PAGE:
“This fear caused the 10-year Treasury yield to decline to 1.25% last week, the lowest since February 2021 as the recovery was emerging,” they said. “We believe fixed income in general should remain well bid until there is more evidence that global economies are recovering.”

Indeed, COVID poses unprecedented challenges to policymakers and it’s still difficult to determine which will be persistent and which will be temporary factors on inflation, Federal Reserve Bank of New York President John Williams said Monday.

“Today, it is still hard to underline what is a persistent factor of inflation and what is temporary, as coming out of COVID is not part of a normal business cycle — too much is happening to identify those types of things,” Williams said at the Bank of Israel/Centre for Economic Policy Research conference on Monday morning. “We just need to be humble, sit back and learn as we go.”

Since high uncertainty remains, Williams suggested the Fed be patient and wait for more data before making any decision on removing accommodation.

Williams said the Fed will deliver 2% inflation, although “it may take time to get there.”

How this affects fixed-income markets broadly and municipals specifically, Barclays said, the road ahead will be more challenging and “much will depend on rates.”

“Rates are always one of the main contributors to muni returns, as well as a driver of muni fund flows,” they said. “The current Treasury outlook could not be more uncertain, due to a combination of strong growth and increased inflation expectations on one hand, and a likely start of tapering in the second half of the year.”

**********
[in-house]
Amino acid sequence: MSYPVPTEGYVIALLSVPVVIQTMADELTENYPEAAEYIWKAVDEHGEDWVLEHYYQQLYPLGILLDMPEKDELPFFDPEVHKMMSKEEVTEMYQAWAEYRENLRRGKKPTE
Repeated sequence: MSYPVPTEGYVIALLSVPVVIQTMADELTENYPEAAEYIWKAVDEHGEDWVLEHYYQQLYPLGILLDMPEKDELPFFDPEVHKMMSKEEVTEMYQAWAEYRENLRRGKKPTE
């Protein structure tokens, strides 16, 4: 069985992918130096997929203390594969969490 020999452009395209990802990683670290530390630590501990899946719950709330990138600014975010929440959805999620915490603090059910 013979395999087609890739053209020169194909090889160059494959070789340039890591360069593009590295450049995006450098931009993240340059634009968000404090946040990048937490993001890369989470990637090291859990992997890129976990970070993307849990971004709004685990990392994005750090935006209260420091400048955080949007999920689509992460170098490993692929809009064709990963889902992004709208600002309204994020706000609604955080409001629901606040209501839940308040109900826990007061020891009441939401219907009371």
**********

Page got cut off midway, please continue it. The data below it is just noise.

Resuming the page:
The resurgence of COVID-19 “with new more contagious strains may negatively affect some sectors as well as state and local economies,” Barclays said.

But in terms of supply, Barclays expects “marginally more supply in 2H21 compared with the first half (with a possibility of the upside surprise in 4Q if an infrastructure package is passed and is effective immediately),” they wrote. “However, it will likely be easily absorbed, and demand for munis as well as fund inflows will likely remain solid, although it may decline somewhat from the current pace.

“Tax-exempts will likely outperform our rather subdued expectations for the year (total returns of 0.5% for IG and 4.5% for HY), as returns in the first half of the year have already surpassed these numbers,” Barclays said. “However, as we find current valuations quite rich and challenges abundant, our expectations for the second half remain subdued.”